Evaluation of our PET/CT scans demonstrated 34 negative brain PET in which 17 patients (50%) had their seizure focus localized in temporal lobe, 11 patients (32.3%) in frontal lobe and 6 patients (17.7%) only partially localized on clinical and EEG evaluation.

All exact congruent PET/CT results had their seizure focus localized in temporal lobe. Among partially congruent cases; 7 patients (38.9%) had their seizure focus localized in temporal lobe, 4 patients (22.2%) in frontal lobe and 7 other patients (38.9%) only partially localized.

Although 50% of temporal lobe seizure patients demonstrated exactly congruent PET/CT results, but these results may be further enhanced by means of more precise localization of seizure focus on clinical and EEG evaluations, in addition to using more advanced PET/CT imaging software which enables the diagnostician to quantify image findings.

Over all PET/CT results in frontal lobe or partially localized patients are not promising in our study and further studies with larger sample size are required.

Also the fact that significant number of partially congruent cases had been partially localized on clinical and EEG evaluation (38.9%); in addition to 50% congruency in partially localized cases, also emphasizes on performing more precise clinical and EEG evaluation in patients to exactly localized seizure focus.   


FDG PET/CT is useful tool to evaluate patients with refractory seizure who had localized seizure in temporal lobe on clinical evaluation. Utility of FDG PET/CT scan in extratemporal seizure foci is much more limited.

The more precise is the localization of seizure focus on clinical and EEG evaluation; the more helpful would be the subsequent PET/CT scan to confirm that finding which would be to the patient’s best interest to be candidate for possible ablation surgery.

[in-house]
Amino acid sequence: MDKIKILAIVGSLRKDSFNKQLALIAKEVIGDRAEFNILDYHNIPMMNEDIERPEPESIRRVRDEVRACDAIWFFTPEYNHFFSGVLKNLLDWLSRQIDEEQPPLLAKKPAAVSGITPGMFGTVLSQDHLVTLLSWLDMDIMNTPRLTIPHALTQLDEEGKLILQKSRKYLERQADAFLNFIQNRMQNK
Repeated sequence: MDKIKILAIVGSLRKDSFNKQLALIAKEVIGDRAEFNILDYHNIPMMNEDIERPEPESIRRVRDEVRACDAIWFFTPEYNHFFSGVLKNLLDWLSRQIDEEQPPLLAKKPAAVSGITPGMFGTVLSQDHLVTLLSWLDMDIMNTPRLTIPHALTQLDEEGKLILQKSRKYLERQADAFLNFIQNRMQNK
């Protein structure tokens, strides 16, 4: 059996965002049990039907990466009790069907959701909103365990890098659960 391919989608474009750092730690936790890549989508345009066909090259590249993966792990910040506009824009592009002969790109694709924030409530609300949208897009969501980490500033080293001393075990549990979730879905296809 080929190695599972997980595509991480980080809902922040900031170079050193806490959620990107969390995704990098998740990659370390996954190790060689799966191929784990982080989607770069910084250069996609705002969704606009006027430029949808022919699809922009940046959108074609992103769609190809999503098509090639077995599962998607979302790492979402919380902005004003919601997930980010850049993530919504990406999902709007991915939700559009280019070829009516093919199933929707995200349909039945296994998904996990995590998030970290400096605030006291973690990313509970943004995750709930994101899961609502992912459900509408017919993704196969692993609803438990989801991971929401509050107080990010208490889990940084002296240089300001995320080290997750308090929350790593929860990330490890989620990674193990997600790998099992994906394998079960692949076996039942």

Our results need to be further validated in larger studies.


Intracranial EEG monitoring

Ali A. Asadi-Pooya, M.D.

  1. Jefferson Comprehensive Epilepsy Center, Department of Neurology, Thomas Jefferson University, Philadelphia, PA, USA
  2. Department of Neurology, Shiraz University of Medical Sciences, Shiraz, Iran

Scalp EEG samples only one third of the cortex, so that discharges arising within sulci, in basal regions, and in interhemispheric regions are not detected. Besides, scalp recordings are subject to muscle and other artifacts, which may obscure the EEG. Patients with lesional epilepsy (not close to the eloquent cortex) or those with hippocampal sclerosis and concordant interictal and ictal foci without other discordant findings can proceed directly to surgery. In other patients, intracranial EEG recordings can more accurately lateralize and localize the epileptic focus and map functional areas before surgery. Modalities for intracranial EEG studies include:

  • Intraoperative electrocorticography (ECoG)
  • Extraoperative intracranial EEG through open craniotomy
  • Stereotactic intracerebral EEG (SEEG)